A breed of new scanners at Heathrow Airport could end the liquid restrictions in Hand luggage in the UK.
The machines take a 3D X-ray, allowing security staff to check items without requiring them to be removed from bags and can detect explosives.
The worldwide rule of liquid restrictions in hand luggage began in 2006 after a terror plot was stopped by UK police.
The Department for Transport said a “small number of trials was set to last between six to 12 months. The UK has some of the strictest security measures in the world, and we are leading the way in using new technology to improve security screening and provide a better experience for passengers. If successful, this could lead in future to passenger no longer needing to remove items from hand luggage for screening. We continue to work closely with our international counterparts to harness the latest advances in technology.”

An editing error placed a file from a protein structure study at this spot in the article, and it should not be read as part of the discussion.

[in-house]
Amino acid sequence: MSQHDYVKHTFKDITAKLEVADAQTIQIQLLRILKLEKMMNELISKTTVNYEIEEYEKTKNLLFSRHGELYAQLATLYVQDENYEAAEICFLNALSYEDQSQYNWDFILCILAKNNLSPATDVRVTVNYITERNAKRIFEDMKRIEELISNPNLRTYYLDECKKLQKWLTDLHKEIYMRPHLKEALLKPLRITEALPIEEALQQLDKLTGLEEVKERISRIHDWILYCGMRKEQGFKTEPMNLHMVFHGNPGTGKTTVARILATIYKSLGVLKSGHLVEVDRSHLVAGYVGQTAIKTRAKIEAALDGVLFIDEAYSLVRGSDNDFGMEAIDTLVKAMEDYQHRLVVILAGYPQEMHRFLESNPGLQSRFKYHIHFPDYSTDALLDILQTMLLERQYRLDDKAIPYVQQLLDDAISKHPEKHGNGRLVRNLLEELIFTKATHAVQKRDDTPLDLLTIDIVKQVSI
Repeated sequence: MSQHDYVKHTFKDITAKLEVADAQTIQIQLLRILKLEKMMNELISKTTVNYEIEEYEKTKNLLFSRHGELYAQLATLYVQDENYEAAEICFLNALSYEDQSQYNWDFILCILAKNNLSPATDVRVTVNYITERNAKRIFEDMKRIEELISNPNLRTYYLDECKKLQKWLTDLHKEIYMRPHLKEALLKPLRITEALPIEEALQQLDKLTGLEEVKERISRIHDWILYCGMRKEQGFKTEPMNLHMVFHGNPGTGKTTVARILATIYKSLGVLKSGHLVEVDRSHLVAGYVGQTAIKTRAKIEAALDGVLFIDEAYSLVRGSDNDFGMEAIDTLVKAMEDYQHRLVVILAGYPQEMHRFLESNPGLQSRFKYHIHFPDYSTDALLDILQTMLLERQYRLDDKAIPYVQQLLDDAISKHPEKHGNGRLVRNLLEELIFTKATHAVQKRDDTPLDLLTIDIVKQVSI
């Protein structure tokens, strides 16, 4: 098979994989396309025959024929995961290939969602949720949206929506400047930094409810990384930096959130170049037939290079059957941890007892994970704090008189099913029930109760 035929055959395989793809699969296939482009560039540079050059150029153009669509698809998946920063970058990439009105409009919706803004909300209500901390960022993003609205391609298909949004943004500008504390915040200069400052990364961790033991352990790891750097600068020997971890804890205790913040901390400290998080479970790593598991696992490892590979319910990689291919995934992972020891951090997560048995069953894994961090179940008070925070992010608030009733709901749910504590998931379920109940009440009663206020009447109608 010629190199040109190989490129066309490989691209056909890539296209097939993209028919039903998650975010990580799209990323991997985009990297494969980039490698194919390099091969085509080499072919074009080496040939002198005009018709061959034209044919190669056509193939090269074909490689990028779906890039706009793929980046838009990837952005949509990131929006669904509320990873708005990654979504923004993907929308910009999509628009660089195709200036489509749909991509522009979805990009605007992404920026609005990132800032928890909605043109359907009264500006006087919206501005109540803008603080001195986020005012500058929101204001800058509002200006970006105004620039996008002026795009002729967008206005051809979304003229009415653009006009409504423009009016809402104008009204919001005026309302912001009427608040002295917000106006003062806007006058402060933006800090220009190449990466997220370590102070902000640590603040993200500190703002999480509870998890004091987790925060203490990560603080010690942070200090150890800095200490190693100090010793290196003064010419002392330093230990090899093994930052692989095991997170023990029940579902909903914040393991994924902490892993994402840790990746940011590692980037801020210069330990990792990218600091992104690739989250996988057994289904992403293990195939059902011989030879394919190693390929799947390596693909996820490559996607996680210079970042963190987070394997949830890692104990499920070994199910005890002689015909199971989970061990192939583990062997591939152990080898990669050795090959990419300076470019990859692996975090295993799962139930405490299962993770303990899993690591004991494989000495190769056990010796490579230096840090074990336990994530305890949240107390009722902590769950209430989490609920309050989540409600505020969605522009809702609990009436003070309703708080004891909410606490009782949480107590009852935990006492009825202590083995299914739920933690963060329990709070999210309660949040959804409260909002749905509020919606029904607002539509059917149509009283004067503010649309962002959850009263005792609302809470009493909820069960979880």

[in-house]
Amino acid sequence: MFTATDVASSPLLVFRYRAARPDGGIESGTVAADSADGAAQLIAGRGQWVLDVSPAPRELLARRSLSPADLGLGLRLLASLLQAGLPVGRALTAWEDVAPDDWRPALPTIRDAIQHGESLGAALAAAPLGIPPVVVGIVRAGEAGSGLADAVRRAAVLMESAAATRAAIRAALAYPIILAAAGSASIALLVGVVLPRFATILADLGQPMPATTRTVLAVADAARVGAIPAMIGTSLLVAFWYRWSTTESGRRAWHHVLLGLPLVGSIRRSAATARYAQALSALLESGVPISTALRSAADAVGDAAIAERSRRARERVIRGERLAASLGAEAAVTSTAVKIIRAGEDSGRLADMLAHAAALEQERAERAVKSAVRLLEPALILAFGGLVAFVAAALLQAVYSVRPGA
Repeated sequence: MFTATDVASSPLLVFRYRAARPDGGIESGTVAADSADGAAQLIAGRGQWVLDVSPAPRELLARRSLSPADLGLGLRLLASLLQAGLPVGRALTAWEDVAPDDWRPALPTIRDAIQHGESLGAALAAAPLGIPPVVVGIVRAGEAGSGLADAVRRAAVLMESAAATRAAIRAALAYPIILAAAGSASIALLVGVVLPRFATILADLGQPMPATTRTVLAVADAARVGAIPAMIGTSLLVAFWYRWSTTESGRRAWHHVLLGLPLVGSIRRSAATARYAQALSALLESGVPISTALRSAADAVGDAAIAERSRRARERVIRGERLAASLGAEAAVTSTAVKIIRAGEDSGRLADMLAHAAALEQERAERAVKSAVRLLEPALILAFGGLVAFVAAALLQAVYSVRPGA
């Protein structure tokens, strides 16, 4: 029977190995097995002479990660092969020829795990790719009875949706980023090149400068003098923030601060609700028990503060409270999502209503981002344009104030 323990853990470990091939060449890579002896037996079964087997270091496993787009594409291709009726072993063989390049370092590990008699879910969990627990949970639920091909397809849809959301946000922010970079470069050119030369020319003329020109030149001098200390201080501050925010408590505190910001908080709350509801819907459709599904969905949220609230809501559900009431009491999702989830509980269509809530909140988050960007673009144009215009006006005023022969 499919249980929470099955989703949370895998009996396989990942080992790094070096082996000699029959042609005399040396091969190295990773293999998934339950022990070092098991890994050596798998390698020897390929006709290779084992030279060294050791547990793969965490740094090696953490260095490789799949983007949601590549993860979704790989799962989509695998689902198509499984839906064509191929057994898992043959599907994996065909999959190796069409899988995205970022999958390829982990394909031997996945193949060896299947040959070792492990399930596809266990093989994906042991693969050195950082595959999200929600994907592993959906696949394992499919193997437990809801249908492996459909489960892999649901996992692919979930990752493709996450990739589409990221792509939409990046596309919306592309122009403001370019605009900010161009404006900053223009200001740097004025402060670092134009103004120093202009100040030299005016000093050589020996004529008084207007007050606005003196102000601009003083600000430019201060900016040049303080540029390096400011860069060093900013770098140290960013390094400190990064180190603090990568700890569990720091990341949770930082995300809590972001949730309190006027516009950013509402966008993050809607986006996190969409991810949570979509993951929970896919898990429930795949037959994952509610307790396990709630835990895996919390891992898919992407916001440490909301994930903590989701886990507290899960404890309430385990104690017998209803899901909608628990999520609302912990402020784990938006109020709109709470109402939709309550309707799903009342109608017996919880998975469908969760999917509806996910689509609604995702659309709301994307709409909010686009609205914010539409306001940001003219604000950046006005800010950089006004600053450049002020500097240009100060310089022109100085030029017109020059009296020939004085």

The new computerised Tomography (CT) scanners have also reportedly been tested at Amsterdam’s Schiphol airport and John F Kennedy airport in New York.
The current rules specify that containers of liquid must hold no more than 100 ml and fit in a small transparent, re-sealable plastic bag, which needs to be removed from hand luggage during pre-flight security checks. They were introduced amid fears transatlantic flights could be brought down terrorists hiding liquid explosives in small drink bottles.